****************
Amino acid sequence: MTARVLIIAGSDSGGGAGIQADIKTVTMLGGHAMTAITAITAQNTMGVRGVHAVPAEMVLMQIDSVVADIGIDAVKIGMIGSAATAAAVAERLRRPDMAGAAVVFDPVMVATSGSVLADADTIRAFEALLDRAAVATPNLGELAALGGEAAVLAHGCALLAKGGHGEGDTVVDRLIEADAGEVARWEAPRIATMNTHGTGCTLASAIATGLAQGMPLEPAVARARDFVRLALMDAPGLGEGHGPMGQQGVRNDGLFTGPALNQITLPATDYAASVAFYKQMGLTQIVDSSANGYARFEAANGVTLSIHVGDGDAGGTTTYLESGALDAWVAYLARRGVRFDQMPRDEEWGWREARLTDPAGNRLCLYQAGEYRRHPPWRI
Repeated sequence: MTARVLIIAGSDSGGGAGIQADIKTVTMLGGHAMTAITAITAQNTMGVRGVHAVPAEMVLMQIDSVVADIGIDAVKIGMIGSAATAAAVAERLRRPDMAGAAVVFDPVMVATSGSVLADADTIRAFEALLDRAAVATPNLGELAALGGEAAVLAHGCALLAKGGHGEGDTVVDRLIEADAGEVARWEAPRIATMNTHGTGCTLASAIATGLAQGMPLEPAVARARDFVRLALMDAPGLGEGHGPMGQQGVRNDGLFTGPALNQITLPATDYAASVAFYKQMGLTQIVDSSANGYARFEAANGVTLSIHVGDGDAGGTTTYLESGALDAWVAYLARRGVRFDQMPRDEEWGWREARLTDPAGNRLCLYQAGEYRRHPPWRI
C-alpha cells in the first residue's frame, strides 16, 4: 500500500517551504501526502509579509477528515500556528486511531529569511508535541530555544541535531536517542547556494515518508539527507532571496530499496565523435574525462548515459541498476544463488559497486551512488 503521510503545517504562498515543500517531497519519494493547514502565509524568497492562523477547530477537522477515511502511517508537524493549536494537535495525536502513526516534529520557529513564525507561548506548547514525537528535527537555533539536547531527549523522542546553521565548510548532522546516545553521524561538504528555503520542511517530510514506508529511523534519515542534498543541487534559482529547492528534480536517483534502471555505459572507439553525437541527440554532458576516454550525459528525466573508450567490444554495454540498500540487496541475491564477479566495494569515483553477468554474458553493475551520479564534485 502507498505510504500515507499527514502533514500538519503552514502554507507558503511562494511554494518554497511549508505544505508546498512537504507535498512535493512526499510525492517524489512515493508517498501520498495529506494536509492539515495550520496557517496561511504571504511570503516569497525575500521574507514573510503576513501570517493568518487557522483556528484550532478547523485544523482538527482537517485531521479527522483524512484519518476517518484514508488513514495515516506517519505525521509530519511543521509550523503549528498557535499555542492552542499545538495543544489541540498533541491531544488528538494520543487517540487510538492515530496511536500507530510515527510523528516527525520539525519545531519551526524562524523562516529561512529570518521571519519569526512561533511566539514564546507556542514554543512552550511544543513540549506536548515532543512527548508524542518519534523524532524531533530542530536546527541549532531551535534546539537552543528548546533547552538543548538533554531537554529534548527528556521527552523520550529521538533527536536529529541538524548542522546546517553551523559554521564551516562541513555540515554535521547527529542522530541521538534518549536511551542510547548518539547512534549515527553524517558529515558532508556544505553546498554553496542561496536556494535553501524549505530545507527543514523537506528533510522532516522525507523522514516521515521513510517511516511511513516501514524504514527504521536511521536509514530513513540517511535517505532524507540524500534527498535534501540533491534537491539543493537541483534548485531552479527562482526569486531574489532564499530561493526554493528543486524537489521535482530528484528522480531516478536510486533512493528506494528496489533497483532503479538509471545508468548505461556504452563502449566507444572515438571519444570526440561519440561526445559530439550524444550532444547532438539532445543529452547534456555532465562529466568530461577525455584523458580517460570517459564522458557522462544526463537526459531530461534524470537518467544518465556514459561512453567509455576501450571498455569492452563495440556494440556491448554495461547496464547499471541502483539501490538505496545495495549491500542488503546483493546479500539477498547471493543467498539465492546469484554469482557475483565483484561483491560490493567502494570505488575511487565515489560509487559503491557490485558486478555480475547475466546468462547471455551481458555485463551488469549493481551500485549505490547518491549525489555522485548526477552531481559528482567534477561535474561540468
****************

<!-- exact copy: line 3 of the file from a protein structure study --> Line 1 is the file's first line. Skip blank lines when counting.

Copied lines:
C-alpha cells in the first residue's frame, strides 16, 4: 500500500517551504501526502509579509477528515500556528486511531529569511508535541530555544541535531536517542547556494515518508539527507532571496530499496565523435574525462548515459541498476544463488559497486551512488 503521510503545517504562498515543500517531497519519494493547514502565509524568497492562523477547530477537522477515511502511517508537524493549536494537535495525536502513526516534529520557529513564525507561548506548547514525537528535527537555533539536547531527549523522542546553521565548510548532522546516545553521524561538504528555503520542511517530510514506508529511523534519515542534498543541487534559482529547492528534480536517483534502471555505459572507439553525437541527440554532458576516454550525459528525466573508450567490444554495454540498500540487496541475491564477479566495494569515483553477468554474458553493475551520479564534485 502507498505510504500515507499527514502533514500538519503552514502554507507558503511562494511554494518554497511549508505544505508546498512537504507535498512535493512526499510525492517524489512515493508517498501520498495529506494536509492539515495550520496557517496561511504571504511570503516569497525575500521574507514573510503576513501570517493568518487557522483556528484550532478547523485544523482538527482537517485531521479527522483524512484519518476517518484514508488513514495515516506517519505525521509530519511543521509550523503549528498557535499555542492552542499545538495543544489541540498533541491531544488528538494520543487517540487510538492515530496511536500507530510515527510523528516527525520539525519545531519551526524562524523562516529561512529570518521571519519569526512561533511566539514564546507556542514554543512552550511544543513540549506536548515532543512527548508524542518519534523524532524531533530542530536546527541549532531551535534546539537552543528548546533547552538543548538533554531537554529534548527528556521527552523520550529521538533527536536529529541538524548542522546546517553551523559554521564551516562541513555540515554535521547527529542522530541521538534518549536511551542510547548518539547512534549515527553524517558529515558532508556544505553546498554553496542561496536556494535553501524549505530545507527543514523537506528533510522532516522525507523522514516521515521513510517511516511511513516501514524504514527504521536511521536509514530513513540517511535517505532524507540524500534527498535534501540533491534537491539543493537541483534548485531552479527562482526569486531574489532564499530561493526554493528543486524537489521535482530528484528522480531516478536510486533512493528506494528496489533497483532503479538509471545508468548505461556504452563502449566507444572515438571519444570526440561519440561526445559530439550524444550532444547532438539532445543529452547534456555532465562529466568530461577525455584523458580517460570517459564522458557522462544526463537526459531530461534524470537518467544518465556514459561512453567509455576501450571498455569492452563495440556494440556491448554495461547496464547499471541502483539501490538505496545495495549491500542488503546483493546479500539477498547471493543467498539465492546469484554469482557475483565483484561483491560490493567502494570505488575511487565515489560509487559503491557490485558486478555480475547475466546468462547471455551481458555485463551488469549493481551500485549505490547518491549525489555522485548526477552531481559528482567534477561535474561540468